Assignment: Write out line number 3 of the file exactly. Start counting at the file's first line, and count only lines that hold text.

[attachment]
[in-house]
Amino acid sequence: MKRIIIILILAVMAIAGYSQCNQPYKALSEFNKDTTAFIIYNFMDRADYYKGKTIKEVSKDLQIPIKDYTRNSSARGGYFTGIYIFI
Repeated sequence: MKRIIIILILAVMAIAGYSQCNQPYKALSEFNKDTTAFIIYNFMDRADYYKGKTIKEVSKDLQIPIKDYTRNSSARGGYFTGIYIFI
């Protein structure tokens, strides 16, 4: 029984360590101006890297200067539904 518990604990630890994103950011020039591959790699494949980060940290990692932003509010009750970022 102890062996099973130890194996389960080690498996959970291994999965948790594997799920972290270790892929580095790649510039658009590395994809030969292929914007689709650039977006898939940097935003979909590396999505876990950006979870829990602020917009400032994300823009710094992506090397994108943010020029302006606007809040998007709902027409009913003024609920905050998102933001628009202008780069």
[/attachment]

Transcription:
Repeated sequence: MKRIIIILILAVMAIAGYSQCNQPYKALSEFNKDTTAFIIYNFMDRADYYKGKTIKEVSKDLQIPIKDYTRNSSARGGYFTGIYIFI